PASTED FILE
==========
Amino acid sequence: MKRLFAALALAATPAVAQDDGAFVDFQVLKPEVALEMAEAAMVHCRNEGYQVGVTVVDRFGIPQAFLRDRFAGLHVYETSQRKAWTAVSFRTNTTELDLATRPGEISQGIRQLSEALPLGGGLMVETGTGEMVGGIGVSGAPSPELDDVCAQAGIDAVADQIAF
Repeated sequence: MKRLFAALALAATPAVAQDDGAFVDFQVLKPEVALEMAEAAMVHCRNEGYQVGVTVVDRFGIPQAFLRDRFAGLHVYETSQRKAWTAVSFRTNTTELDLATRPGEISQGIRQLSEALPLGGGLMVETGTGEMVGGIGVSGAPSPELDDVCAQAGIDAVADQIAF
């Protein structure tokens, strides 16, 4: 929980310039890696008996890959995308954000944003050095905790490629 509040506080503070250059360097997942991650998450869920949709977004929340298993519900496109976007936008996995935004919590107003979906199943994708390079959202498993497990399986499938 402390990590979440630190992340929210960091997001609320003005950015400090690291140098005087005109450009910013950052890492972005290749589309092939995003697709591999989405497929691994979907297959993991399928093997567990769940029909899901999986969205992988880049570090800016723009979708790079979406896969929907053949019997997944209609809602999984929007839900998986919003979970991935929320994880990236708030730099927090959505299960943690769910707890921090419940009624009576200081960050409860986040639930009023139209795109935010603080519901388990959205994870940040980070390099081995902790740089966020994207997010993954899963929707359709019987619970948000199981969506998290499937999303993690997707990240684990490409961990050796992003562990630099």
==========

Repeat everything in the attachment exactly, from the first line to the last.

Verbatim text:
Amino acid sequence: MKRLFAALALAATPAVAQDDGAFVDFQVLKPEVALEMAEAAMVHCRNEGYQVGVTVVDRFGIPQAFLRDRFAGLHVYETSQRKAWTAVSFRTNTTELDLATRPGEISQGIRQLSEALPLGGGLMVETGTGEMVGGIGVSGAPSPELDDVCAQAGIDAVADQIAF
Repeated sequence: MKRLFAALALAATPAVAQDDGAFVDFQVLKPEVALEMAEAAMVHCRNEGYQVGVTVVDRFGIPQAFLRDRFAGLHVYETSQRKAWTAVSFRTNTTELDLATRPGEISQGIRQLSEALPLGGGLMVETGTGEMVGGIGVSGAPSPELDDVCAQAGIDAVADQIAF
């Protein structure tokens, strides 16, 4: 929980310039890696008996890959995308954000944003050095905790490629 509040506080503070250059360097997942991650998450869920949709977004929340298993519900496109976007936008996995935004919590107003979906199943994708390079959202498993497990399986499938 402390990590979440630190992340929210960091997001609320003005950015400090690291140098005087005109450009910013950052890492972005290749589309092939995003697709591999989405497929691994979907297959993991399928093997567990769940029909899901999986969205992988880049570090800016723009979708790079979406896969929907053949019997997944209609809602999984929007839900998986919003979970991935929320994880990236708030730099927090959505299960943690769910707890921090419940009624009576200081960050409860986040639930009023139209795109935010603080519901388990959205994870940040980070390099081995902790740089966020994207997010993954899963929707359709019987619970948000199981969506998290499937999303993690997707990240684990490409961990050796992003562990630099």